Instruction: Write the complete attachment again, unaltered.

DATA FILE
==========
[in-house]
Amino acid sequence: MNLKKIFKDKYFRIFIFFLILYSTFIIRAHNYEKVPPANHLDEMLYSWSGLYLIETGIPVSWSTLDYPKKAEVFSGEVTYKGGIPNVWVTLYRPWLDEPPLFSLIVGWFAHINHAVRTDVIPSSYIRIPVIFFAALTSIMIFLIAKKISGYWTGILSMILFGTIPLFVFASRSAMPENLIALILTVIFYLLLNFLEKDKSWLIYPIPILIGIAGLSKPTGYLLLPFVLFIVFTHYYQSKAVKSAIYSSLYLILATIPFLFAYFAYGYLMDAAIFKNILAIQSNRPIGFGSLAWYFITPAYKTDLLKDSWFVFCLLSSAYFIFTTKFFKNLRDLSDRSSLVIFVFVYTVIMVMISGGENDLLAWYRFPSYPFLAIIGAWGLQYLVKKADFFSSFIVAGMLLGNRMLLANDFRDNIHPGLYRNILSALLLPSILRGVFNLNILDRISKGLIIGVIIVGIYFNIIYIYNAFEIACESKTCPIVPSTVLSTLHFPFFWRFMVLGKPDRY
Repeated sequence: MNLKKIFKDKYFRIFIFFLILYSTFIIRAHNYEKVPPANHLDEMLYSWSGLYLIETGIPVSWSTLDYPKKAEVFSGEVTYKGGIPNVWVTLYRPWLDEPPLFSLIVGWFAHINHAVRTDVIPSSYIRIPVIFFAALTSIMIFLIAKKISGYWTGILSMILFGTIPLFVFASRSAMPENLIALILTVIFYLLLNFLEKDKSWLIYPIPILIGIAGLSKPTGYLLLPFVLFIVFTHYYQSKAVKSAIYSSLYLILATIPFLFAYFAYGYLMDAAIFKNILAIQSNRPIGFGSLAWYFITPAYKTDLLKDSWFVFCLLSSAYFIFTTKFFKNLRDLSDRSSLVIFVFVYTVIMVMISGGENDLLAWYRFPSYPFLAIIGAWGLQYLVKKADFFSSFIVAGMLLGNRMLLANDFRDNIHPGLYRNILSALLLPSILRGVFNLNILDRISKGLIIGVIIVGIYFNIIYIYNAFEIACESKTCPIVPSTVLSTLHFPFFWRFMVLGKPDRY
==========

[in-house]
Amino acid sequence: MNLKKIFKDKYFRIFIFFLILYSTFIIRAHNYEKVPPANHLDEMLYSWSGLYLIETGIPVSWSTLDYPKKAEVFSGEVTYKGGIPNVWVTLYRPWLDEPPLFSLIVGWFAHINHAVRTDVIPSSYIRIPVIFFAALTSIMIFLIAKKISGYWTGILSMILFGTIPLFVFASRSAMPENLIALILTVIFYLLLNFLEKDKSWLIYPIPILIGIAGLSKPTGYLLLPFVLFIVFTHYYQSKAVKSAIYSSLYLILATIPFLFAYFAYGYLMDAAIFKNILAIQSNRPIGFGSLAWYFITPAYKTDLLKDSWFVFCLLSSAYFIFTTKFFKNLRDLSDRSSLVIFVFVYTVIMVMISGGENDLLAWYRFPSYPFLAIIGAWGLQYLVKKADFFSSFIVAGMLLGNRMLLANDFRDNIHPGLYRNILSALLLPSILRGVFNLNILDRISKGLIIGVIIVGIYFNIIYIYNAFEIACESKTCPIVPSTVLSTLHFPFFWRFMVLGKPDRY
Repeated sequence: MNLKKIFKDKYFRIFIFFLILYSTFIIRAHNYEKVPPANHLDEMLYSWSGLYLIETGIPVSWSTLDYPKKAEVFSGEVTYKGGIPNVWVTLYRPWLDEPPLFSLIVGWFAHINHAVRTDVIPSSYIRIPVIFFAALTSIMIFLIAKKISGYWTGILSMILFGTIPLFVFASRSAMPENLIALILTVIFYLLLNFLEKDKSWLIYPIPILIGIAGLSKPTGYLLLPFVLFIVFTHYYQSKAVKSAIYSSLYLILATIPFLFAYFAYGYLMDAAIFKNILAIQSNRPIGFGSLAWYFITPAYKTDLLKDSWFVFCLLSSAYFIFTTKFFKNLRDLSDRSSLVIFVFVYTVIMVMISGGENDLLAWYRFPSYPFLAIIGAWGLQYLVKKADFFSSFIVAGMLLGNRMLLANDFRDNIHPGLYRNILSALLLPSILRGVFNLNILDRISKGLIIGVIIVGIYFNIIYIYNAFEIACESKTCPIVPSTVLSTLHFPFFWRFMVLGKPDRY